The rocks on which it stands have become known as Martello Rocks, but the 1860 Admiralty coastal chart curiously gives it the name of its progenitor as Mortella Tower/Rocks
Further, smaller, towers for the Forth were planned at Cramond Island and Inchkeith but were judged not to be a pressing need and so work never started. They would have carried two 24pdr cannons rather than the three 32pdrs intended for Leith.
In 1854, the Inspector General of Fortifications prepared a report on the Forth defences in which he stated:
At Leith there are at present twelve heavy guns, mounted for the protection of the harbour and roadstead at Leith Fort and on a tower; it would be, however, very desirable to establish two batteries and a small barrack on the Island of Inch Keith.Burgoyne’s report
The Martello Tower was disarmed and abandoned in 1869, just 15 or so years after occupation. It was proposed in the 1880s to mount a 6 inch Rifled Breech Loader (RBL) gun on the it, which appears never to have been completed. In 1891 a 9.2 inch Breach Loader (BL) gun was proposed. By 1894 it was instead suggested to place two 6 inch BL guns on the dock walls instead. In 1899, approval was given for two 4.7 inch Quick Firing (QF) guns to be mounted, although yet again these do not ever seem to have been installed. In 1900, two 6 inch guns were again proposed for the tower, and once again nothing came of this. In fact it does not seem that the Leith Martello Tower was ever re-armed to defend the Port against intrusion by ships ever again.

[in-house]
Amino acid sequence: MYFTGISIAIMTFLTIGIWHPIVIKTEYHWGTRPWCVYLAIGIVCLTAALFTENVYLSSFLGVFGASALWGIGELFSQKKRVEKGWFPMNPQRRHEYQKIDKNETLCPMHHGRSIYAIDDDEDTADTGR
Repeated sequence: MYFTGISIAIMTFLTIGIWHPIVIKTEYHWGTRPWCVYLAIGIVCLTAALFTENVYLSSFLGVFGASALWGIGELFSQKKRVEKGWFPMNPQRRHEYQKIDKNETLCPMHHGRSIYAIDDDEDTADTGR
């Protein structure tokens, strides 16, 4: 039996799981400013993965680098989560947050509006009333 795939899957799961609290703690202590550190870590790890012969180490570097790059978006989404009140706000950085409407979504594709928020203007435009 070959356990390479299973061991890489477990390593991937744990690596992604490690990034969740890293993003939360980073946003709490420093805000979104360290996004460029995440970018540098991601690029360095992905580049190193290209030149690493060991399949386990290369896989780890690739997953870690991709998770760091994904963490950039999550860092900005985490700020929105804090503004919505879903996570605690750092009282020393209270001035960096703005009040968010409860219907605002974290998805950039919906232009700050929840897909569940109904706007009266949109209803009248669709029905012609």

The citizens of Leith were however left with a curious object to explore and useful landmark, which was easily accessible at low tide. The picture below shows the scale of the abandoned fortification. Check out the boy in his swimmers looking over the parapet!
The Tower finally went to war in 1939, when it was reconfigured again to act as an anti-aircraft gun platform, so is full of hastily built brick partition walls inside. Three or four anti-aircraft guns were mounted on the top.
However the Tower’s splendid isolation out on Leith Sands was about to be cut short. From the late 1930s onwards, the Leith Docks Commissioners had been building a vast new breakwaters around the harbour, and they were slowly encroaching towards the tower. In 1951 it was still outside the sea wall, but only just.
The sea wall finally encircled the tower in 1972, and then the land behind it was built up in a reclamation scheme. The diagram below indicates just how deep the tower was buried within the new docklands.
The slow march of Leith Docks out towards the Firth of Forth can be visualised in the below animation based on maps. It also shows how useful a defensive position the tower initially was when it was built, any ship wanting to enter the docks had to come around the Eastern and Middle Craigs and the Black Rocks, therefore had to pass close by the Tower’s guns.
We can no longer get anywhere near the Tower thanks to the stringent security at the docks, which has been stepped up significantly in recent years. Forth Ports used to open it once a year to visitors but it’s been around a decade since anyone was afforded that privilege. But we can still see the tower in art, look at enough paintings of Leith Docks and it pops up again and again.
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[…] way in and out of the sea in the middle ground, and further away still is the dock breakwater and Martello Tower. The smudge of smoke might at first suggest that there is an occupant in the tower, but it was […]
[…] on the sea wall of the wet docks, where cannons could be mounted in times of threat. The outer approaches of the harbour were to be defended by a Martello Tower, work on which commenced in 1809. Left to the City to finance and construct, it took them a whole […]
[…] rigging of the vessels, were crowded with spectators; and the water from the harbour to near the Martello Tower was covered with boats, filled with Ladies and Gentlemen.” They set off from the end of the […]